Vim Substitute Tricks

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Vim Substitute Tricks /img/vim-substitute-pic.jpg

I use Vim to edit text every day, and the good old :[range]s[ubstitute]/pattern/string/flags command is without doubt one of the commands I use the most. It is simple yet powerful, and when combined with the g flag allows me to replace everything I want on an arbitrary selection (or on the whole file using :%s/pattern/replacement/g).

But I recently realized that, despite using it a lot, I was far from leveraging its full potential. And I am pretty sure I’m not the only one! In this article, I’ll introduce various little :substitute tricks that I’m currently trying to integrate into my daily workflow.

There Is More Than the g Flag!

Added at the end of the :substitute command (after the last /), flags modify the behavior of the command in various ways. For example, without the g flag, :s/pattern/repl/ will only replace the first occurrence and stop there! But because :s/pattern/repl/g does what we need most of the time (i.e. replace all occurrences of pattern with repl), we tend to forget about the existence of other flags. A quick :help s_flags shows that many more exist:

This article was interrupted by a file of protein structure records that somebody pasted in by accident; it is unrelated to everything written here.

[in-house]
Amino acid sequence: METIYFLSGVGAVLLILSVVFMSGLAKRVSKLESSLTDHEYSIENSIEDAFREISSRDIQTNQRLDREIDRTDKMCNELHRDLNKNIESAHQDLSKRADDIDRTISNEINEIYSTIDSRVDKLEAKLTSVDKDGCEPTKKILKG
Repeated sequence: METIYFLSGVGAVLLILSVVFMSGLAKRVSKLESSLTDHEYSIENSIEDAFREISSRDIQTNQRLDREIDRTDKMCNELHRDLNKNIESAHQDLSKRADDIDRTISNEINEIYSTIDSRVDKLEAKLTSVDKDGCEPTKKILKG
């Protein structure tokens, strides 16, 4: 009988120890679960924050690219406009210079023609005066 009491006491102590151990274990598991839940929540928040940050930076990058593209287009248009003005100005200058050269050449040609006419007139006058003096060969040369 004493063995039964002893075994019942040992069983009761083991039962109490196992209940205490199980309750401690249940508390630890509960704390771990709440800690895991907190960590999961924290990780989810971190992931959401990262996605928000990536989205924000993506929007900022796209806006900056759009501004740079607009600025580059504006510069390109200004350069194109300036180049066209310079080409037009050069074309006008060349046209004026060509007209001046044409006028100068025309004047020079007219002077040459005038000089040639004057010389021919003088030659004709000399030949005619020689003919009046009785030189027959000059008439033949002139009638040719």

• &
  • r
  • g
  • c
  • n
  • e
  • i
  • I
  • p
  • #
  • l

The ambition of this article is not to rewrite the Vim help, so I will only talk about the flags I use the most, but I highly encourage you to give the help a read and learn about the rest.

The & and r Flags

& and r are interesting in their own right, and I’ll talk about them a little more in the repeating substitutions section.

The g Flag

I’ve said g is really common and well known, but a common misconception is that without it, :substitute will only replace the first match. However, a simple :[range]s/pattern/repl/ will replace only the first occurrence of patternfor each line in range! This means that if your file looks like:

I like dogs

But dogs are better

And you run :%s/dogs/cats/ then both occurrences of dogs will be replaced! Be careful :)

The c Flag

c is probably the other really well known flag (at least, it’s the only other one I knew!). Instead of replacing silently like before, adding c will ask you for confirmation before replacing anything. This can be useful when you’re not sure about brute force replacing, and want to control exactly what Vim does. It also improves the granularity of the command, as each replacement become an individual operation that can be undone (with u) on its own (as opposed to undoing all replacements in the regular case).